This presumes that no thought went into either of those orders--not true, of course. Furthermore, teaching kanji in the order in which they appear in the textbook is fairly necessary; if the student learns kanji after they appear in the textbook, then the textbook materials will be incomprehensible. If the student learns kanji before they appear in the textbook, this requires learning additional kanji, which may increase the work load too much.
This kind of form-based ordering is like the SKIP codes used by Jack Halpern in the Kodansha Kanji Learner's Dictionary.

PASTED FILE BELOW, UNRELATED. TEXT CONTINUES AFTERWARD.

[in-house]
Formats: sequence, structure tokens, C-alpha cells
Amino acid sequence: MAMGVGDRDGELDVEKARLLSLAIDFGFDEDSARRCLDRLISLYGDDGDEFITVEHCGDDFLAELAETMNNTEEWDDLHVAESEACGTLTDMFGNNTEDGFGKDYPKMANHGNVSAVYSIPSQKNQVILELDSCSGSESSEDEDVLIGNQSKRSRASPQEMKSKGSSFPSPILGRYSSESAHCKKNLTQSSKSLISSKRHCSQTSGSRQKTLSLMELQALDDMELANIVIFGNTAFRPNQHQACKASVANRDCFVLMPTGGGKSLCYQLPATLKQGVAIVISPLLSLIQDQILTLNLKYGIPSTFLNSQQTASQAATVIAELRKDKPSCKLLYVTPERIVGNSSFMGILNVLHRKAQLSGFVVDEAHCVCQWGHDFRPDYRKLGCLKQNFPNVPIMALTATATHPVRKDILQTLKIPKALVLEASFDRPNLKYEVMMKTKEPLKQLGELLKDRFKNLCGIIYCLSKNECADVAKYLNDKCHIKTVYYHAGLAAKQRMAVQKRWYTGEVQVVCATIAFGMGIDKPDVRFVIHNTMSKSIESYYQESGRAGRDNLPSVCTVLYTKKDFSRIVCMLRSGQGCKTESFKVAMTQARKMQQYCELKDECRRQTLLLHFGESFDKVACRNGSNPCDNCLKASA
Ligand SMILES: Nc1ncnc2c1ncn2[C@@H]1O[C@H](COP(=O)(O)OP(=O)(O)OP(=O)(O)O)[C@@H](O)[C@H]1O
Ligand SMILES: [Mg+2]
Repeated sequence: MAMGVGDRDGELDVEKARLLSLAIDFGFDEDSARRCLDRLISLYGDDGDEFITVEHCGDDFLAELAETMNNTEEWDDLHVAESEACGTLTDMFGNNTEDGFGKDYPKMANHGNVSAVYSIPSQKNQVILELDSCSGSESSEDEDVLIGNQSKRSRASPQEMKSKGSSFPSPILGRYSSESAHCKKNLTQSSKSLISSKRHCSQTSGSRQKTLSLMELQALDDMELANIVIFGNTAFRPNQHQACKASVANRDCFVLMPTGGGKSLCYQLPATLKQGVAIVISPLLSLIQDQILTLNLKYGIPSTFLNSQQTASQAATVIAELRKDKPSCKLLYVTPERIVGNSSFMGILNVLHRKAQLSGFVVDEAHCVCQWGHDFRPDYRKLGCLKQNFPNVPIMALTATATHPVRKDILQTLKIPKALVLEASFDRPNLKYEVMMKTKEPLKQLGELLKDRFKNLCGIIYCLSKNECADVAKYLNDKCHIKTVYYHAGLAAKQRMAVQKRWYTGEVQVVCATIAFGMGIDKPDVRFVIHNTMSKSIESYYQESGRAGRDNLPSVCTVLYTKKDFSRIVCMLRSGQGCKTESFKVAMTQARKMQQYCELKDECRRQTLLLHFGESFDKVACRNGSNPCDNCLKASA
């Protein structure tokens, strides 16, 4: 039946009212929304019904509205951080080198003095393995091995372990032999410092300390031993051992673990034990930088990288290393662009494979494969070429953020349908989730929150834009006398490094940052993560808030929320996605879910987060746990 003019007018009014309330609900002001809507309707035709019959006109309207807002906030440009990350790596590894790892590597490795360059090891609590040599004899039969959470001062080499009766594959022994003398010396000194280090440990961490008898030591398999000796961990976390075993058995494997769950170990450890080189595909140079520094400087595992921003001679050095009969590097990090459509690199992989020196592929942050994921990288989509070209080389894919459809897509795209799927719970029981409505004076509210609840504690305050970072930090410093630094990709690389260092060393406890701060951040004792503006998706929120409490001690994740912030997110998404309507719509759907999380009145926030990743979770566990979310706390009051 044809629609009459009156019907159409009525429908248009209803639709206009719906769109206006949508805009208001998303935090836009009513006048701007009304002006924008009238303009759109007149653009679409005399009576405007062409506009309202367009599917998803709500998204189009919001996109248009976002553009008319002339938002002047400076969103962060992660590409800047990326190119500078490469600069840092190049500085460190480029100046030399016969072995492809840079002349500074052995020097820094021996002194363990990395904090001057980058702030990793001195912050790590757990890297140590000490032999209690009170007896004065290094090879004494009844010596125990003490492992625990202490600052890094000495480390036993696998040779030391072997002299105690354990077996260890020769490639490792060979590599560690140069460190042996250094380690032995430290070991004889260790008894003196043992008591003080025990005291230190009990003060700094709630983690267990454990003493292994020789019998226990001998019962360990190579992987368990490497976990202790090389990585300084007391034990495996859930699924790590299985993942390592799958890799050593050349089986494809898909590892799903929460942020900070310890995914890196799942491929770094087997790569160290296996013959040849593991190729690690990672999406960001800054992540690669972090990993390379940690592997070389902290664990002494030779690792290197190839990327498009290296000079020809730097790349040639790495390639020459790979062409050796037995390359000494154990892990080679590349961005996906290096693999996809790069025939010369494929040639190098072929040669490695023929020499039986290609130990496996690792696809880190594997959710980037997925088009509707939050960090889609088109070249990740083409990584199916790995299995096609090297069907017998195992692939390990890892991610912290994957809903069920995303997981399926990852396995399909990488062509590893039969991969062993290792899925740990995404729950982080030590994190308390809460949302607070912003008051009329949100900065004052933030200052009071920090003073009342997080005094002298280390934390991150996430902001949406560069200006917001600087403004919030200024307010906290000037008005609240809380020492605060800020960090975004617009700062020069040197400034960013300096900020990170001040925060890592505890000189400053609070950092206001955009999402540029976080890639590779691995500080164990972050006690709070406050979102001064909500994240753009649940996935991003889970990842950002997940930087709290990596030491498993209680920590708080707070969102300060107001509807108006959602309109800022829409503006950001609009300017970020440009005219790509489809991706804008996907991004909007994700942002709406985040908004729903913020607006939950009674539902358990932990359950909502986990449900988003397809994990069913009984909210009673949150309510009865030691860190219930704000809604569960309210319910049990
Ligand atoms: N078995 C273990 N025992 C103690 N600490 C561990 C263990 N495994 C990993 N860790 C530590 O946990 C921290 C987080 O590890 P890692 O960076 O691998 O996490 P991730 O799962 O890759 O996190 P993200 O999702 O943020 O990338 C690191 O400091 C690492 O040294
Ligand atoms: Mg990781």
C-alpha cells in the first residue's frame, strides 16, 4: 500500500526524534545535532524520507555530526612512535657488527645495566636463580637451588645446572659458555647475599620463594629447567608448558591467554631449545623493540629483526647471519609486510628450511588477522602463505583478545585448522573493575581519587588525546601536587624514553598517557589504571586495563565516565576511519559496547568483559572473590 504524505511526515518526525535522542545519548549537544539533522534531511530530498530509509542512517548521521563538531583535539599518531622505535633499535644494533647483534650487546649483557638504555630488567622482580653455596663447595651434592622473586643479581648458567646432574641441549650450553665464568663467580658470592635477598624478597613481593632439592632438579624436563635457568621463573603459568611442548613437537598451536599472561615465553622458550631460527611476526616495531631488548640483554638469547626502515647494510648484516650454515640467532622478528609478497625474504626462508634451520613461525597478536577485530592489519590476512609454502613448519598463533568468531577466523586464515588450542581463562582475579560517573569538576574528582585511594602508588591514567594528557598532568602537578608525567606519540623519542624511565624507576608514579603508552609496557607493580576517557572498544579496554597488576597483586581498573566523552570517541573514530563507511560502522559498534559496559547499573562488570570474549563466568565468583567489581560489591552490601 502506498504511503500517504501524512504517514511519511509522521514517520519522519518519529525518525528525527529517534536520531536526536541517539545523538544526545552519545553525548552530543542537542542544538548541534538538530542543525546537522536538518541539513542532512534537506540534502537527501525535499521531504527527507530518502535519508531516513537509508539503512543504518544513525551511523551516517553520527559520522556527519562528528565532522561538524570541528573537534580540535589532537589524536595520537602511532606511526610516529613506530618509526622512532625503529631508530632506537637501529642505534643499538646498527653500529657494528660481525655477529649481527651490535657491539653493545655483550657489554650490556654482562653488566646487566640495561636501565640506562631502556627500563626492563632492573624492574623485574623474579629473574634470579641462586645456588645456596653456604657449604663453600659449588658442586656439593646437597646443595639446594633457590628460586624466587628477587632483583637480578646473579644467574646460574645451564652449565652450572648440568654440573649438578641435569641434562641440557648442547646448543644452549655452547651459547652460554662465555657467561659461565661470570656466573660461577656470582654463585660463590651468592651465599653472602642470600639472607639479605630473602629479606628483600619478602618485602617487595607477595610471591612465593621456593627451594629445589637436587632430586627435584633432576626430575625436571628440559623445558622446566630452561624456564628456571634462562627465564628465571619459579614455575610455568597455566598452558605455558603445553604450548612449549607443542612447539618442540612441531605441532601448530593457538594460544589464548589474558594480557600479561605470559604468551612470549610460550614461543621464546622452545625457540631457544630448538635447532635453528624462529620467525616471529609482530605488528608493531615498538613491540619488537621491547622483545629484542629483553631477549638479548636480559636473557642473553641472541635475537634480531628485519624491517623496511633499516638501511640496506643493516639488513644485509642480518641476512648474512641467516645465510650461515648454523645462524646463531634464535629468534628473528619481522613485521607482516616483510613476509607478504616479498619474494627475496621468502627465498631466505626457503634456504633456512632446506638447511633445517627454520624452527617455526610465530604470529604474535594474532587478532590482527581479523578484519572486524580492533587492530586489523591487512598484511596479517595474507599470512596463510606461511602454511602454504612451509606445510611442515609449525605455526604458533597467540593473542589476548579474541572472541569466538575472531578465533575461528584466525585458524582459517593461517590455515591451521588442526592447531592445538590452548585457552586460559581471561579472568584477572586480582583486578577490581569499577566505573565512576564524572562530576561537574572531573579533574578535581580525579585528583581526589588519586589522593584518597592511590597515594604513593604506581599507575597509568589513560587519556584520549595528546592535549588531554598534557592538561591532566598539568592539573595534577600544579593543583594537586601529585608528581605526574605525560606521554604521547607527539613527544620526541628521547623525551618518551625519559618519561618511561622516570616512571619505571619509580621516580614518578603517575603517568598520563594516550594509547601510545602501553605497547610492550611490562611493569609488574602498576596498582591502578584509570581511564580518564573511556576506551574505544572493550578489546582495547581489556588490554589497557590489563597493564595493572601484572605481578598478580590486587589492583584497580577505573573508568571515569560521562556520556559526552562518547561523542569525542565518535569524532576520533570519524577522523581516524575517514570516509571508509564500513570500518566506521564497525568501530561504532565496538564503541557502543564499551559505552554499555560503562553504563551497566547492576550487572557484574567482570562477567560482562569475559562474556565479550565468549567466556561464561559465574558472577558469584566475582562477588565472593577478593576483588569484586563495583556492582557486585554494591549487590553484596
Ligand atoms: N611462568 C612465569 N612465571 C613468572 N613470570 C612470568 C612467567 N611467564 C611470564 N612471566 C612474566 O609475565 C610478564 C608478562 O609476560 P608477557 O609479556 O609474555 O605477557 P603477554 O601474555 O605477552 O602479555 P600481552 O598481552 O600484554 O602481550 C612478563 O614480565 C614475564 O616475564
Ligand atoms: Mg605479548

Although Kanji is widely recognized as the most difficult hurdle to overcome in learning Japanese, little research has been undertaken on the selection and order in which Kanji are taught to Japanese students from non-Kanji backgrounds. In this study, the criteria for different orders of kanji are analyzed in respect with their pedagogical merits in teaching Kanji to students of Japanese from non-Kanji backgrounds. The principal objective of this study is to redress the lack of research in this area and the lack of uniformity in Kanji education. Overall, the orders Kanji are taught seems to be mostly arbitrary and is not considered to be of any great importance in aiding students attain Kanji proficiency. This paper examines the difficulty of Kanji for non-Kanji background learners and finds that Kanji order is indeed a vital consideration in developing more efficient Kanji teaching and learning strategies for students from non-Kanji backgrounds.